June 28, 2022 - Kenneth M. Abell / Katherine Kulkarni
Pending before the Supreme Court are three certiorari petitions that could resolve the longstanding circuit split over the level of detail that Federal Rule of Civil Procedure 9(b) requires of qui tam complaints in False Claims Act (“FCA”) cases.
Complaints alleging violations of the FCA must meet the heightened pleading standard of Rule 9(b), which requires a party “alleging fraud or mistake . . . [to] state with particularity the circumstances constituting fraud or mistake.” Fed. R. Civ. P. 9(b). The question that has historically divided the circuit courts is whether a relator in qui tam actions must plead specific, representative samples of false claims to satisfy the “particularity” requirement of Rule 9(b).
The way the circuit courts answer this question can be boiled down to two distinct buckets, with some variation within those buckets. The first bucket includes five circuit courts that all employ a more defendant-friendly standard, generally requiring a relator to plead specific representative examples of fraudulent claims that were submitted to the government. The second bucket includes six circuit courts that take a far more lenient, relator-friendly approach, allowing the submission of false claims to be inferred from the circumstances.
The Circuits Requiring Specifics
In the first bucket, the most stringent interpretation of Rule 9(b) comes from the Eleventh Circuit, which has historically required a relator’s complaint to specify the time, the place, the fraudulent claim submitted and the identity of the person submitting the fraudulent claim. Unlike in other circuits, the submission of a fraudulent claim cannot be inferred from the circumstances; the complaint must generally plead specific details of fraudulent claims that were, in fact, submitted to the government. See, e.g., U.S. v. ex rel. Clausen v. Lab. Corp. of America, 290 F.3d 1301 (11th Cir. 2002); see also U. S. ex rel. Atkins v. McInteer, 470 F.3d 1350, 1359 (11th Cir. 2006); Carrel v. AIDS Healthcare Found. Inc. Corsello v. Lincare, Inc., 428 F.3d 1008, 1013 (11th Cir. 2005).
As discussed in greater detail below, there is some disagreement over the contours of the circuit split because the Eleventh Circuit does not apply this rule categorically. In U.S. ex rel. Mastej v. Health Mgmt. Assoc., Inc. (2014), the Court expressly noted that “there is no per se rule that an FCA complaint must provide exact billing data or attach a representative sample claim.” U.S. ex rel. Mastej v. Health Mgmt. Assoc., Inc., 591 Fed. Appx. 693, 704 (11th Cir. 2014). And in Estate of Debbie Helmly, et al. v. Bethany Hospice & Palliative Care of Coastal Georgia, LLC et al. (2021), the Eleventh Circuit case pending before the Supreme Court on a writ of certiorari, the Court confirmed that it “do[es] not always require a sample fraudulent claim” and is “more tolerant of complaints that leave out some particularities of the submissions of a false claim if the complaint also alleges personal knowledge or participation in the fraudulent conduct.” Estate of Debbie Helmly, et al. v. Bethany Hospice & Palliative Care of Coastal Georgia, LLC, et al., 853 Fed. Appx. 496, 501 (11th Cir. 2021), citing U.S. ex rel. Matheny v. Medco Health Sols., Inc., 671 F.3d 1217, 1230 (11th Cir. 2012). For instance, in Mastej, the Court said that a relator’s direct, first-hand knowledge of, or participation in, the defendant’s submission of false claims may be a sufficient basis for asserting that the defendants actually submitted false claims. U.S. ex rel. Mastej, 591 Fed. Appx. at 704, citing U.S. ex rel. Walker v. R & F Properties of Lake Cnty., Inc., 433 F.3d 1349, 1360 (11th Cir. 2005). Ultimately, though, in practice a complaint is likely to be dismissed in the Eleventh Circuit unless it pleads representative samples of fraudulent claims.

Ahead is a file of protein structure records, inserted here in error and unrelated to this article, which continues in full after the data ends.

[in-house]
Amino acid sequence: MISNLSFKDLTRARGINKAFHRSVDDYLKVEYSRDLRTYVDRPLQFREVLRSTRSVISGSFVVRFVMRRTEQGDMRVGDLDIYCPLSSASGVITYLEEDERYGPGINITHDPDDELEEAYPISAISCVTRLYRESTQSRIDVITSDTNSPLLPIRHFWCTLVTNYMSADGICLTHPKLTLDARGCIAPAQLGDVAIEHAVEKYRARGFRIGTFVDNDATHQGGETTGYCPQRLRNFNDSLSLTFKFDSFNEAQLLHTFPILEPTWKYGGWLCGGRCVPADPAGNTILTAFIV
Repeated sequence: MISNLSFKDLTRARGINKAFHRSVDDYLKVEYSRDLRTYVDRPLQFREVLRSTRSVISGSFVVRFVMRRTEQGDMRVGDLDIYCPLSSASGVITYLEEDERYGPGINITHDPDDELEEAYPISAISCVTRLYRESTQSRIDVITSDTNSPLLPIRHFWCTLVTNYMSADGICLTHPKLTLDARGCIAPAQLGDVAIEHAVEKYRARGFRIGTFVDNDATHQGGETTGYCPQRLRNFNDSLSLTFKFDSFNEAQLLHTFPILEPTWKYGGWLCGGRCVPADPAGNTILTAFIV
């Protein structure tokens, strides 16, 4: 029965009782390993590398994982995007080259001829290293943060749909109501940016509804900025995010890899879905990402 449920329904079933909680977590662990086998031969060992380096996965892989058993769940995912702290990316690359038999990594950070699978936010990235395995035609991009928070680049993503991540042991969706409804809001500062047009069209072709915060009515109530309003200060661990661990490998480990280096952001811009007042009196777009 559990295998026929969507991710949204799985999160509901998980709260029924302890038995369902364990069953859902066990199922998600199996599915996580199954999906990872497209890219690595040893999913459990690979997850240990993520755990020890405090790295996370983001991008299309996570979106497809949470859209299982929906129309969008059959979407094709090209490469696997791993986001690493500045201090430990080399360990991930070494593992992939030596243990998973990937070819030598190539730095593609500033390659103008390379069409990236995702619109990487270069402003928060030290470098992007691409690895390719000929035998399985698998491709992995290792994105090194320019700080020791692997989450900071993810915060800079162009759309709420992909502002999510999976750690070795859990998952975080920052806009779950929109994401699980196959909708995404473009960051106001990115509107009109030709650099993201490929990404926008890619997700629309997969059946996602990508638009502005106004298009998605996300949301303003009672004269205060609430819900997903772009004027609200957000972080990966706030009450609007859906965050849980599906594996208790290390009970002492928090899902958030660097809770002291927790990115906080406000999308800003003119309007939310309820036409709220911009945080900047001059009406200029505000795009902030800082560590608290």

The Fourth, Sixth, and Eighth Circuits follow a similar approach, generally requiring details of specific claims while recognizing that other allegations might be sufficiently reliable to show that the defendant submitted false claims to the government. Like the Eleventh Circuit, the Eighth Circuit held in U.S. ex rel. Thayer v. Planned Parenthood of the Heartland (2014) and in U.S. ex rel. Joshi v. St. Luke’s Hosp., Inc. (2006), that it might excuse the absence of specific examples of false claims if the relator has personal, first-hand knowledge of the submission of false claims. U.S. ex rel. Thayer v. Planned Parenthood of the Heartland, 765 F.3d 914, 917 (8th Cir. 2014); U.S. ex rel. Joshi v. St. Luke’s Hosp., Inc., 441 F.3d 552, 556-57 (8th Cir. 2006). In U.S. ex rel. Prather v. Brookdale Senior Living Cmtys, Inc. (2016), the Sixth Circuit held that, in the absence of representative samples, a relator might survive a motion to dismiss if, by virtue of the relator’s position, he or she has personal knowledge of the defendant’s billing practices which supports a strong inference that particular claims were submitted to the government for payment. U.S. ex rel. Prather v. Brookdale Senior Living Cmtys., Inc., 838 F.3d 750, 769-60 (6th Cir. 2016); see also U.S. ex rel. Ibanez v. Bristol-Myers Squibb Co., 874 F.3d 905, 920 (6th Cir. 2017). And, the Fourth Circuit held in U.S. ex rel. Nathan v. Takeda Pharmacies North America, Inc. (2013) that a complaint might be otherwise sufficient if the defendant’s actions as alleged would have necessarily led to the submission of false claims; it is not enough when a defendants’ actions as alleged in the complaint could have led to the submission of false claims. U.S. ex rel. Nathan v. Takeda Pharmacies North America, Inc., 707 F.3d 451, 453-54 (4th Cir. 2013).
The bottom line is that a relator who can plead representative false claims will better withstand a motion to dismiss in the Fourth, Sixth, Eighth, and Eleventh Circuits; in the absence of such allegations, the relator must have some personal or special knowledge of the defendant’s billing practices to aver that false claims were submitted. In U.S. ex rel. Duxbury v. Ortho Biotech Prod. (2009), the First Circuit adhered to the more stringent approach but with slightly more nuance; it stated that it would require a relator to plead representative samples, but if the action involved the inducement of third parties to file false claims, the Court would allow a relator to satisfy Rule 9(b) by providing “factual or statistical evidence to strengthen the inference of fraud beyond possibility.” U.S. ex rel. Duxbury v. Ortho Biotech Prod., L.P., 579 F.3d 13, 29 (1st Cir. 2009); see also U.S. ex rel. Nargol v. DePuy Orthopaedics, Inc., 865 F.3d 29, 38-39 (1st Cir. 2017).